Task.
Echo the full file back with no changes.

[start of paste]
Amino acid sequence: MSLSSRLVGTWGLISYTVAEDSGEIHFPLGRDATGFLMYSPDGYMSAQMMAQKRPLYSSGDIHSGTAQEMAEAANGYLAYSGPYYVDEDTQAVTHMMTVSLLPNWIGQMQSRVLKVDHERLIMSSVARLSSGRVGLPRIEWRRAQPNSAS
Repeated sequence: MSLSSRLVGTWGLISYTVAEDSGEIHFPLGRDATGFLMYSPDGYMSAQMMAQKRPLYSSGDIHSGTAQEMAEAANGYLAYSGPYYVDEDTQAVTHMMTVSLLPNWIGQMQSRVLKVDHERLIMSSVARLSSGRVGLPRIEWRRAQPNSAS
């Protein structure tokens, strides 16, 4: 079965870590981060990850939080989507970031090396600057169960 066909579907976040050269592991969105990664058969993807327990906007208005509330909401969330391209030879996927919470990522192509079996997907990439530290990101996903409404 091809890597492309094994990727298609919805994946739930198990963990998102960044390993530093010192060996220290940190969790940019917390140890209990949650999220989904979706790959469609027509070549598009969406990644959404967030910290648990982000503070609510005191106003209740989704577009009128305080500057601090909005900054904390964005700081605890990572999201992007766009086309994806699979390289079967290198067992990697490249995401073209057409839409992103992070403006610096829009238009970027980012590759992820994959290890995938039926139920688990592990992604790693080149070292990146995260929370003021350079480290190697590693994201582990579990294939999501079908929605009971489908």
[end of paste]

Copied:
Amino acid sequence: MSLSSRLVGTWGLISYTVAEDSGEIHFPLGRDATGFLMYSPDGYMSAQMMAQKRPLYSSGDIHSGTAQEMAEAANGYLAYSGPYYVDEDTQAVTHMMTVSLLPNWIGQMQSRVLKVDHERLIMSSVARLSSGRVGLPRIEWRRAQPNSAS
Repeated sequence: MSLSSRLVGTWGLISYTVAEDSGEIHFPLGRDATGFLMYSPDGYMSAQMMAQKRPLYSSGDIHSGTAQEMAEAANGYLAYSGPYYVDEDTQAVTHMMTVSLLPNWIGQMQSRVLKVDHERLIMSSVARLSSGRVGLPRIEWRRAQPNSAS
């Protein structure tokens, strides 16, 4: 079965870590981060990850939080989507970031090396600057169960 066909579907976040050269592991969105990664058969993807327990906007208005509330909401969330391209030879996927919470990522192509079996997907990439530290990101996903409404 091809890597492309094994990727298609919805994946739930198990963990998102960044390993530093010192060996220290940190969790940019917390140890209990949650999220989904979706790959469609027509070549598009969406990644959404967030910290648990982000503070609510005191106003209740989704577009009128305080500057601090909005900054904390964005700081605890990572999201992007766009086309994806699979390289079967290198067992990697490249995401073209057409839409992103992070403006610096829009238009970027980012590759992820994959290890995938039926139920688990592990992604790693080149070292990146995260929370003021350079480290190697590693994201582990579990294939999501079908929605009971489908």